Tilmann Denk showed that some puzzling aspects of the lightcurve of an irregular outer Saturnian moon, Ymir, can be explained by Ymir being triangle-shaped. The lightcurve has three peaks and three valleys with two magnitudes of variation between peak and valley. A triangle shape with three sides of length 25, 24, and 20 kilometers fits the observations well.
Dan Tamayo presented the first optical detection of the Phoebe ring of Saturn, an amazingly difficult thing to do. He acknowledged the challenges of this observation, but gave a pretty convincing argument that their tricky data reduction techniques resulted in a detection of the ring. Future work will include probing the radial structure of the ring, seeking to validate the hypothesis that the ring ends at Iapetus (because Iapetus sweeps up the infalling Phoebe material, and that's what darkens Iapetus' leading hemisphere.
Julie Castillo-Rogez showed that the Uranian and Saturnian ring and satellite systems have some striking similarities. Uranus has a blue ring analagous to Saturn's E ring, which is of course supplied by Enceladus' geysers. Uranus' ring is associated positionally with the satellite Mab, which is way too tiny to have any hope of Enceladus-like activity. She suggested that there has been migration of the moons and/or ring material and that Ariel could originally have been the source and may relatively recently have been geologically active.
Two really cool talks gave completely independent verification of extremely localized heat sources within Enceladus' tiger stripes, specifically Baghdad Sulcus. John Spencer described an amazing observation in which they employed Cassini's CIRS instrument as an interferometer, achieving resolutions down to something like 40 meters per pixel (although this is dependent on modeling the locations of Enceladan plumes, and the solutions are not unique). So you can't believe the precise locations of plumes picked out by the CIRS data, but what you can say is that the plume sources appear to be extremely narrow, narrower than that 40-meter pixel width, and they fall right in the bottom of the Baghdad sulcus.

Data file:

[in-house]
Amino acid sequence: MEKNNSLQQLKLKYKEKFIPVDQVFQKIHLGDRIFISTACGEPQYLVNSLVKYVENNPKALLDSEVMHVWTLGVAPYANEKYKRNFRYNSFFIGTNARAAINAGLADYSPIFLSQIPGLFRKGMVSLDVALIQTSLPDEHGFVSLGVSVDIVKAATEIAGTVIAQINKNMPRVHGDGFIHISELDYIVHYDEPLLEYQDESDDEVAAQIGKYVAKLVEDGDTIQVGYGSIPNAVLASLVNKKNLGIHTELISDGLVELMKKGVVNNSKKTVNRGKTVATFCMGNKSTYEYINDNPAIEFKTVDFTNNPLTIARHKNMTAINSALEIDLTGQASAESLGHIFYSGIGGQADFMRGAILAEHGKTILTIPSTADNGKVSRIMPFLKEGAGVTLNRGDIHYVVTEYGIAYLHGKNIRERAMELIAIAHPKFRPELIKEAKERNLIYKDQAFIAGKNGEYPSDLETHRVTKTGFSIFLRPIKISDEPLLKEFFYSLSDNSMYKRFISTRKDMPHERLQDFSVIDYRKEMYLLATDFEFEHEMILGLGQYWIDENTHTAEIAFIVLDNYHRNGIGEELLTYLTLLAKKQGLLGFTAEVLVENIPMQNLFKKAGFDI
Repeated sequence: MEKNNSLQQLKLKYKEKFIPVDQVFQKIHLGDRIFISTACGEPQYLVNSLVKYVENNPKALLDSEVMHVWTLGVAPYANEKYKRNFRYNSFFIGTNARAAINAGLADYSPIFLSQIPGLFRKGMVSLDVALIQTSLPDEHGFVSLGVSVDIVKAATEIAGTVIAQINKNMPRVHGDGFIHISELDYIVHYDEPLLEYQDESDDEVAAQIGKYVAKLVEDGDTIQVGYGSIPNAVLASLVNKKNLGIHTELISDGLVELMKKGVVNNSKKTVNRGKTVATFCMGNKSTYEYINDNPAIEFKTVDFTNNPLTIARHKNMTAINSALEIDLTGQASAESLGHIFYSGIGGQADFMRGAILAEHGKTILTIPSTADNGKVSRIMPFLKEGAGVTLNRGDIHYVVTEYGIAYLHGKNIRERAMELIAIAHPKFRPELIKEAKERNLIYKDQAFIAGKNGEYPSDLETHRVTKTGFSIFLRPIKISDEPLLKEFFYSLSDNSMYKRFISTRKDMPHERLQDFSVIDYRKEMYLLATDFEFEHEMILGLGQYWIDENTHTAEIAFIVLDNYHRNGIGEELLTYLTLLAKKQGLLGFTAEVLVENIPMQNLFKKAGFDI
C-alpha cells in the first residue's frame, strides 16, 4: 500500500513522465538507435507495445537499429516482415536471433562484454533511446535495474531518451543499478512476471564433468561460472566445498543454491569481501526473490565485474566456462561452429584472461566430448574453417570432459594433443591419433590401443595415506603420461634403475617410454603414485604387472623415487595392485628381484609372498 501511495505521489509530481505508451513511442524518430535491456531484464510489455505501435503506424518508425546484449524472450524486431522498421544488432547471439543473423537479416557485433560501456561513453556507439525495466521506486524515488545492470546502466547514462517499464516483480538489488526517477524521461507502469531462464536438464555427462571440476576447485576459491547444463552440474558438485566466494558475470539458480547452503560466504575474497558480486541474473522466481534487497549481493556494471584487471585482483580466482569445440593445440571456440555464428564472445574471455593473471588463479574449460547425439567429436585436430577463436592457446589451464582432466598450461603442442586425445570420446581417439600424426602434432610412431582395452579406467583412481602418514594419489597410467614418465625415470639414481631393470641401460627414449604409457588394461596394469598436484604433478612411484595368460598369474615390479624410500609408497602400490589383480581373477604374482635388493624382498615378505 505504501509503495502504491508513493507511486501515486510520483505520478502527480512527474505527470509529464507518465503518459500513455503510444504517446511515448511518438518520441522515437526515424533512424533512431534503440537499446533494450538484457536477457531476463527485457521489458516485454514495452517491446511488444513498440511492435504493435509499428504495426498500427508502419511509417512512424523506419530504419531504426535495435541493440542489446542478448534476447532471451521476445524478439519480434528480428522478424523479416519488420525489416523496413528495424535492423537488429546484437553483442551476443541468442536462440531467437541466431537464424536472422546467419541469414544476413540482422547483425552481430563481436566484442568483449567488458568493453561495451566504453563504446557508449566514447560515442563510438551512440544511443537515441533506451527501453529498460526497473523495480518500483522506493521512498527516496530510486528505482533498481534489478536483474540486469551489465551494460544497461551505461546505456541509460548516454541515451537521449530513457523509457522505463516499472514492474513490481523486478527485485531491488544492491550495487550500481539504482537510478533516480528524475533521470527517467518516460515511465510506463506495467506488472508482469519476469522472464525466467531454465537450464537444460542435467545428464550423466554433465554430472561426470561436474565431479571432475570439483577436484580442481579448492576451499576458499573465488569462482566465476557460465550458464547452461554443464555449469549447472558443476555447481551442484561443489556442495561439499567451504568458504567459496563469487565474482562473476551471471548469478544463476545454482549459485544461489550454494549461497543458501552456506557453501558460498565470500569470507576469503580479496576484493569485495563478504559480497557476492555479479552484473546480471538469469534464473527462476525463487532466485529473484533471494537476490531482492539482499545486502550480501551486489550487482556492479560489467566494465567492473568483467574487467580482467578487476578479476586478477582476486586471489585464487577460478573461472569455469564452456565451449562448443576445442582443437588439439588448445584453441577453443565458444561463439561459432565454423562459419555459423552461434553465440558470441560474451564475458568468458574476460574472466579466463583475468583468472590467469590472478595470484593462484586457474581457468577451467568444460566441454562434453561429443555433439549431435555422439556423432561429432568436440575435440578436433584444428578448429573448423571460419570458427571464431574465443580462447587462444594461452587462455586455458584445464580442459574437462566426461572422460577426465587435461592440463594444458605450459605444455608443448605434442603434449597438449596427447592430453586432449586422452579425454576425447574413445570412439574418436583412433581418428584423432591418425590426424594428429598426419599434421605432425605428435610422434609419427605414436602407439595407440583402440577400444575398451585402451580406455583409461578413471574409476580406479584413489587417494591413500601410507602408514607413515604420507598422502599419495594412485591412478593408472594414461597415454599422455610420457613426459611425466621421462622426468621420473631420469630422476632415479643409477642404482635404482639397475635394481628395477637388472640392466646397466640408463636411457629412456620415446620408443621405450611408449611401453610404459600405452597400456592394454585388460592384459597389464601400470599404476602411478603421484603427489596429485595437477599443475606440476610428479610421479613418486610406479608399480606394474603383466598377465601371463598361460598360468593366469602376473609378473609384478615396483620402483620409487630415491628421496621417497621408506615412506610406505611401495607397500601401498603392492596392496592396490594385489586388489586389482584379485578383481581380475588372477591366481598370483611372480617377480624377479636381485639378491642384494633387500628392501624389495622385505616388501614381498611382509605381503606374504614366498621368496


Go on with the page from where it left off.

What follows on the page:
Jay Gougen reported on a similar effort with VIMS, performing extremely high resolution sampling of the surface during a very close flyby. They found exactly one pixel that contained infrared thermal emission as they crossed Baghdad sulcus. He made the argument that VIMS was detecting thermal emission at temperatures of near 200 Kelvin, which is really very hot for something at that distance from the Sun.
Mark Perry shared numerous Ion and Neutral Mass Spectrometer (INMS) measurements taken during close flybys near and through Enceladan plumes, and showed that if there is any time variation of plume output, it is very weak and difficult to detect.
As I was not in the exoplanets session I missed Meg Schwamb talking about her exciting work where the Planet Hunters citizen science project is reporting its first exoplanet discovery, an announcement made extra cool by the fact that it is the first known planet in a four-star system. The planet orbits an eclipsing binary. The two stars in that binary pair are only about 0.1 or 0.2 AU apart, and the planet orbits them at 0.6 AU. While following up this discovery with Keck II radial velocity observations, Meg found that there was another star orbiting this pair at a great distance, 1000 AU. Upon closer investigation, this distant star actually turned out to be a binary, with the two components separated by 40 or 50 AU. What would this all look like if you could stand on the planet? The distant binary would provide about as much illumination as a quarter-phase moon does on Earth, but they would be point sources, at least visually. With binoculars, you could resolve them as disks.
And that is absolutely all I can write tonight. I must head to bed, and get ready for another day of science. Tomorrow it's Titan, Dawn, and Mars for me.